California Governor Jerry Brown finally ruled on the fate of Leslie Van Houten and denied her parole for what would be the 22nd time since her conviction for murder and subsequent incarceration. To which I say, "Thank you, Governor".
Van Houten may today be leading a more righteous life behind bars, but on the evening of August 10, 1969, after being denied her chance to "join in the fun" the night before at the house on Cielo Drive, she was cut loose and became a human monster who stabbed Rosemary LaBianca over and over with a bayonet, proving to Charlie Manson that she was a worthy acolyte of his death cult. For that she should not be able to walk among the free ever again.
Why say that, you may ask? As a teenager in the late 60s, I still remember the impact that those two terrible summer nights had on those who lived in the Los Angeles area. We lived but a half-hour's drive from the notorious Spahn Ranch and about 45 minutes from the killing grounds of the Tate/LaBianca killings. I lived in L.A. during the Hillside Strangler and Robert Ramirez rampages, and I worked with a guy who suddenly stopped coming to work, and who I later learned was one of the many victims of Patrick Wayne Kearney, the infamous "trashbag murderer".
Time has a way of eroding the memory and allows the greater consideration of forgiveness when it comes to heinous deeds. Not for me. While the heightened angst of living in the proximity to the hunting grounds of these human monsters has faded, the uncomfortable recollection of those times still hold a little dread when reminders come creeping back such as in the case of Leslie Van Houten's bid for release. Another page in the story of true crime and tragedy has been turned. Let's hope the book gets closed for good.
|Convicted murderer Leslie Van Houten in 2017.|
The gruesome details of the crimes on Aug. 10, 1969, were cited by California Gov. Jerry Brown in denying parole for Van Houten, now 68.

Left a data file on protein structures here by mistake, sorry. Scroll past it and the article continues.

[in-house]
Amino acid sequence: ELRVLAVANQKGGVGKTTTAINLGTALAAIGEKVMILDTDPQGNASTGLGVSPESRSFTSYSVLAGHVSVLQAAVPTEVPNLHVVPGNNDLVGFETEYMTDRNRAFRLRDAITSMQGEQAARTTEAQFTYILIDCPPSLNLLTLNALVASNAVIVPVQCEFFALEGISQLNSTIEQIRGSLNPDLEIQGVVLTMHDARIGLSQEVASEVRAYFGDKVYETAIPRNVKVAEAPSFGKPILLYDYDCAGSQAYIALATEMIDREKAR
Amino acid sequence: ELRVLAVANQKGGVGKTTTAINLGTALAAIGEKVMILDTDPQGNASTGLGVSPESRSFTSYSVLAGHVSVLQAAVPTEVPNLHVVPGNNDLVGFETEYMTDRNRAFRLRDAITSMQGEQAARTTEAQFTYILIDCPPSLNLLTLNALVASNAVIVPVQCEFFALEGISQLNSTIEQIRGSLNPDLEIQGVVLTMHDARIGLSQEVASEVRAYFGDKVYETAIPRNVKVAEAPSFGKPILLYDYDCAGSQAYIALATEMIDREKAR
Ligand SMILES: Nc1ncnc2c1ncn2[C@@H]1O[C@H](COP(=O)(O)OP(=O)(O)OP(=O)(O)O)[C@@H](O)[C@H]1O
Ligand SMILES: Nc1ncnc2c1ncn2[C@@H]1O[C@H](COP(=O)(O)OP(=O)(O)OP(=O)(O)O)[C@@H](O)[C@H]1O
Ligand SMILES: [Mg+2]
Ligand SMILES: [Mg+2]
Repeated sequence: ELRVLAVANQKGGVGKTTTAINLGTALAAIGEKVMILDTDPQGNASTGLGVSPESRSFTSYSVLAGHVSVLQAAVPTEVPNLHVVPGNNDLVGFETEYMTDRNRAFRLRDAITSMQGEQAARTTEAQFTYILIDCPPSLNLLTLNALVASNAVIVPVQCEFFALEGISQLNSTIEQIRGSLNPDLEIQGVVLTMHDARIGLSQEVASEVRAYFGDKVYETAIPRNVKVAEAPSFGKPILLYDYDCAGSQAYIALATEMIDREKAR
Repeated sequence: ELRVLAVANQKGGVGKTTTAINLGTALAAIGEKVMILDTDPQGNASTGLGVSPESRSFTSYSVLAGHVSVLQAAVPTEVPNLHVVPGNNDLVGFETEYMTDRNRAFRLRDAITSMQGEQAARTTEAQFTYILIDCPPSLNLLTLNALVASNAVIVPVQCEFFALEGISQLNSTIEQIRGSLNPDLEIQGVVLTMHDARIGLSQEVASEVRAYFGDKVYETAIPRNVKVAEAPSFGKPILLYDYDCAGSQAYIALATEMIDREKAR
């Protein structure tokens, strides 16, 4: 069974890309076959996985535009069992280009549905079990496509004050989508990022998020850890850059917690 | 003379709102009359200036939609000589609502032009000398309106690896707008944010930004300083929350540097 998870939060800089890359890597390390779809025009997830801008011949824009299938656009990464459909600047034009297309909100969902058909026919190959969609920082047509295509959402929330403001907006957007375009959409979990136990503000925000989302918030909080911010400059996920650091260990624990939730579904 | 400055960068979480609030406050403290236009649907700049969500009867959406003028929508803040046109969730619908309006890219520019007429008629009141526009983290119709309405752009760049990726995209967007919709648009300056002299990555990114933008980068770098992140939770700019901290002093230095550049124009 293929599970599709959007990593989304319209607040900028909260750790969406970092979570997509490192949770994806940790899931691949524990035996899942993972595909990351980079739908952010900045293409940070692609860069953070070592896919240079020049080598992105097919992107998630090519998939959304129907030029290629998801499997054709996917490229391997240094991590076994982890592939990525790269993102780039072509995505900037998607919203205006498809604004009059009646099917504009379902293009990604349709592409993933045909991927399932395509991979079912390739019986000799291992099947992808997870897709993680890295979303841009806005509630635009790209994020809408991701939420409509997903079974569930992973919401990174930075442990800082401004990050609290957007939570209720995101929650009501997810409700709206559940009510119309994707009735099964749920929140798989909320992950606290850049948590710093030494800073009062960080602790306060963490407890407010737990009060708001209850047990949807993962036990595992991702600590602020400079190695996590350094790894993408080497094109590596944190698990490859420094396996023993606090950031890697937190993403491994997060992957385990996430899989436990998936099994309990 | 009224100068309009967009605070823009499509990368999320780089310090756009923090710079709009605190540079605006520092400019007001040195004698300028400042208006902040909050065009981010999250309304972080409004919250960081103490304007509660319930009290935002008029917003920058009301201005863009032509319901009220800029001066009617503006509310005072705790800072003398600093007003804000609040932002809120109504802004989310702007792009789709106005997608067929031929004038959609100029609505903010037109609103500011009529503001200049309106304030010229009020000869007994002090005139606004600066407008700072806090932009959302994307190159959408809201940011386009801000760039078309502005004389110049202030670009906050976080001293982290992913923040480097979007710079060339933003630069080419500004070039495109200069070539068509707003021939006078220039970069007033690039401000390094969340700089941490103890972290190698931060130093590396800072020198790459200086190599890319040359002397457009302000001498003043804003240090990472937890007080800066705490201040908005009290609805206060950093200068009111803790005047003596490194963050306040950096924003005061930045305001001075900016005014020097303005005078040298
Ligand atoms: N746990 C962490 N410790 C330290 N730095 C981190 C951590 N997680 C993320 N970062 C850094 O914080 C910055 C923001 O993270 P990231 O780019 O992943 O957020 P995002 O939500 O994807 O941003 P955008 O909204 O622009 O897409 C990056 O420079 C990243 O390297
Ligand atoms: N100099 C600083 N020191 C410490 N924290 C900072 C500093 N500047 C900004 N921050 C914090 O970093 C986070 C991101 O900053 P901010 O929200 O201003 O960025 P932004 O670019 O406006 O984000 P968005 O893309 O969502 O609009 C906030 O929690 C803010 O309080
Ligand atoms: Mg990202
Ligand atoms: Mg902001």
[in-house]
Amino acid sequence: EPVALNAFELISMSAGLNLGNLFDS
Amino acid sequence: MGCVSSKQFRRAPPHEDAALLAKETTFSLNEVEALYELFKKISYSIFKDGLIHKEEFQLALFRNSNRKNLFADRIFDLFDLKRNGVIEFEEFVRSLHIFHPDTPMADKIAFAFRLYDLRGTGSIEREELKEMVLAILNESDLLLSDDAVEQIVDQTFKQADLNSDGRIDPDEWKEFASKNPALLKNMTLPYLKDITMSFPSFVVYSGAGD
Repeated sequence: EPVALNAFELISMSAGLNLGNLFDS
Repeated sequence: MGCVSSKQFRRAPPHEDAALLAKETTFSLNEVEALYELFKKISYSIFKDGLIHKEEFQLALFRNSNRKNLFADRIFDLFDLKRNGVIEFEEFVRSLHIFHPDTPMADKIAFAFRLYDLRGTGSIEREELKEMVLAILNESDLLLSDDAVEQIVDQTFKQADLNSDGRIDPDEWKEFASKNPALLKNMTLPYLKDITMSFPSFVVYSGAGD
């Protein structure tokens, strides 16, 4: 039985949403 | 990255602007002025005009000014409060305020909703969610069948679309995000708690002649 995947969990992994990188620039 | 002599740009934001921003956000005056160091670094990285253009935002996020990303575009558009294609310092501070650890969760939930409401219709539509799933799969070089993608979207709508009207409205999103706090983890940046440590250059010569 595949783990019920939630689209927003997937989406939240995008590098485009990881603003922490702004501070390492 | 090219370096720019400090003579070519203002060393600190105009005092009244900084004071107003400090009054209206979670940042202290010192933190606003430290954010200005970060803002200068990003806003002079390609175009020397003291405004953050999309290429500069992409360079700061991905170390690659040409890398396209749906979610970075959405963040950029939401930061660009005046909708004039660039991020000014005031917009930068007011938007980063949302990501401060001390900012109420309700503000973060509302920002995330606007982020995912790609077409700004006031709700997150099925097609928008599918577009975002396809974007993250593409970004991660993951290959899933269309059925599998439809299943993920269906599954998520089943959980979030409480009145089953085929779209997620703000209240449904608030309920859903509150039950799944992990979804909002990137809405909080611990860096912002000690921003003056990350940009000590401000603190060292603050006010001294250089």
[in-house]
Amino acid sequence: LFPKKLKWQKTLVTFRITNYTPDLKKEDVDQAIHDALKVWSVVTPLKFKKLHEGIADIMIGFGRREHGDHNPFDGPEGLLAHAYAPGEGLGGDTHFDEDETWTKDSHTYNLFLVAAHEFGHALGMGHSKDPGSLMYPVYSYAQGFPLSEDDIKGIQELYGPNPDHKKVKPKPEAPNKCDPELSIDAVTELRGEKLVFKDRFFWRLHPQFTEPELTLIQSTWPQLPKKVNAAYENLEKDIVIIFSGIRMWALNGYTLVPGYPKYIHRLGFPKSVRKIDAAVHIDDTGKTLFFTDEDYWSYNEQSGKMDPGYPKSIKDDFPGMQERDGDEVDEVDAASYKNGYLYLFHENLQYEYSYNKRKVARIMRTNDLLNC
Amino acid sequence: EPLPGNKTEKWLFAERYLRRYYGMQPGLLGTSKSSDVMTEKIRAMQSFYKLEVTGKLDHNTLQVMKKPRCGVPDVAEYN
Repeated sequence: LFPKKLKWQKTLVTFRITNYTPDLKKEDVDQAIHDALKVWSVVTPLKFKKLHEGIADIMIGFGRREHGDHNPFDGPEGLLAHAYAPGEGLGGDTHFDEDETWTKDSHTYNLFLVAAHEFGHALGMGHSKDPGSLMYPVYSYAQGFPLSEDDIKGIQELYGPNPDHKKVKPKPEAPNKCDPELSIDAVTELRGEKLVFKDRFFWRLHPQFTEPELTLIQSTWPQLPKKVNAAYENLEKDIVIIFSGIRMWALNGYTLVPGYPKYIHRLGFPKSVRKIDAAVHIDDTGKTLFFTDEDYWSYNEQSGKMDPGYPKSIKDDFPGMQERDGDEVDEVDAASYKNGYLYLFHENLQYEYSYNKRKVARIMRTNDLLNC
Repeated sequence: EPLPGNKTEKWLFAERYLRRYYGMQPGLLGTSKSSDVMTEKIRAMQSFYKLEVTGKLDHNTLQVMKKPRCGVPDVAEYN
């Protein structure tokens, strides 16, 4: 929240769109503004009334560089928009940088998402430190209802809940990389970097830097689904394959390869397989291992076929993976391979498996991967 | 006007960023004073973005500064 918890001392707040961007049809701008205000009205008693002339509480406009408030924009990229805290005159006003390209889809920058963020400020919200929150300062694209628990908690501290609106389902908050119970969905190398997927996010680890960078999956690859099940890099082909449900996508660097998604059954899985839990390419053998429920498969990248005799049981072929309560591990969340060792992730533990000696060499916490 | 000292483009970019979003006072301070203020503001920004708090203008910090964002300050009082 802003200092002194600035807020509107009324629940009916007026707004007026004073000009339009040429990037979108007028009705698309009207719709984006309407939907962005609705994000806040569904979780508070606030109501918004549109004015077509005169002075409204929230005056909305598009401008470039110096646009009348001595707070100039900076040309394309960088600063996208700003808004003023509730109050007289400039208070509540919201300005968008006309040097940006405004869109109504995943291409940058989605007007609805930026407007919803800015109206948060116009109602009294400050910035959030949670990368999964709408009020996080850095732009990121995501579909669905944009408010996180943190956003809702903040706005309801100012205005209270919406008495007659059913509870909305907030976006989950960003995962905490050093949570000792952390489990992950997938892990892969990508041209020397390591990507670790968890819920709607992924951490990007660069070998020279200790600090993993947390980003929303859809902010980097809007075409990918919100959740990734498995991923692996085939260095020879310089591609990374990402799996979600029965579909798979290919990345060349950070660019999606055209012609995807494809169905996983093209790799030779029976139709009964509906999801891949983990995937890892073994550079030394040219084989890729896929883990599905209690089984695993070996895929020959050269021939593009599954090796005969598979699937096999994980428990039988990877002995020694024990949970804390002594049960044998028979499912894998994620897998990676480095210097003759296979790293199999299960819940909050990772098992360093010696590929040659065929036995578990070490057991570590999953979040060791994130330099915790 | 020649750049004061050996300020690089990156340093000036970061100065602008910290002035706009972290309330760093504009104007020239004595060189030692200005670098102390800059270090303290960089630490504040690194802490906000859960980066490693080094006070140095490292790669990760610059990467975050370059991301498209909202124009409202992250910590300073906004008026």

“She chose to enter the LaBianca home, brutally stabbed Mrs. LaBianca numerous times, and then helped clean up the scene and dispose of evidence,” the governor wrote in his decision dated Friday.
“There is no question that Van Houten was both fully committed to the radical beliefs of the Manson Family and that she actively contributed to a bloody horror that terrorized the nation,” Brown added. “As our Supreme Court has acknowledged, in rare cases, the circumstances of a crime can provide a basis for denying parole. This is exactly such a case.”
The governor’s denial of Van Houten’s bid for freedom is the second time in a row. She was first recommended for release by the California Parole Board in 2016, but was denied by Brown three months later. Twenty times before that, the parole board had denied her release.
Van Houten, then 19, was the youngest member of the Manson Family, the apocalyptic cult that followed Charles Manson amid the influence of drugs and orgies. The crime spree in the summer of ’69 was intended to spur a race war they called “Helter Skelter” after a song on the Beatles White Album. Helter Skelter would pit whites and blacks against one another, while the Family would have safe refuge in a “bottomless pit” in Death Valley.
The first massacre was Aug. 9, 1969, when four Manson Family members entered the Beverly Hills home of director Roman Polanski and slaughtered five people, including Sharon Tate, Polanski’s wife, who was eight months pregnant at the time.
According to the governor’s latest rejection, Van Houten had admitted at one point that she felt “left out” by not participating in the killings on Cielo Drive. But she was part of the group of seven the next night who arrived at the Los Feliz home of the LaBiancas—and took part in killing 39-year-old Rosemary LaBianca and her husband Leno, 44.
Brown wrote in his decision that he had considered that Van Houten was young at the time of the crimes, impressionable due to an abusive relationship with Manson, and had in most respects turned her life around in prison in the last half-century.
However, the governor said the crimes were just too serious—and she had not taken full agency for her part in the death of the grocer and his wife one night in the summer of ’69.
“Even today, almost five decades later, Van Houten has not wholly accepted responsibility for her role in the violent and brutal deaths of Mr. and Mrs. LaBianca," he wrote.
Rich Pfeiffer, the parole attorney for Van Houten, said Brown’s rejection was the first time in recent California legal history where parole was denied based on the seriousness of the crime alone.
“The governor did not look at Leslie’s actual participation but rather looked at Manson’s crimes as a whole,” Pfeiffer said after the decision. “Leslie is going to go home, the only question is when.”
The status of the “Tex Watson Tapes”—the recordings made by Manson’s right-hand man shortly after the Family was arrested by authorities, and which could provide another account of the crimes—remains to be seen.
Charles Manson, the leader of the group, died in prison in November at the age of 83.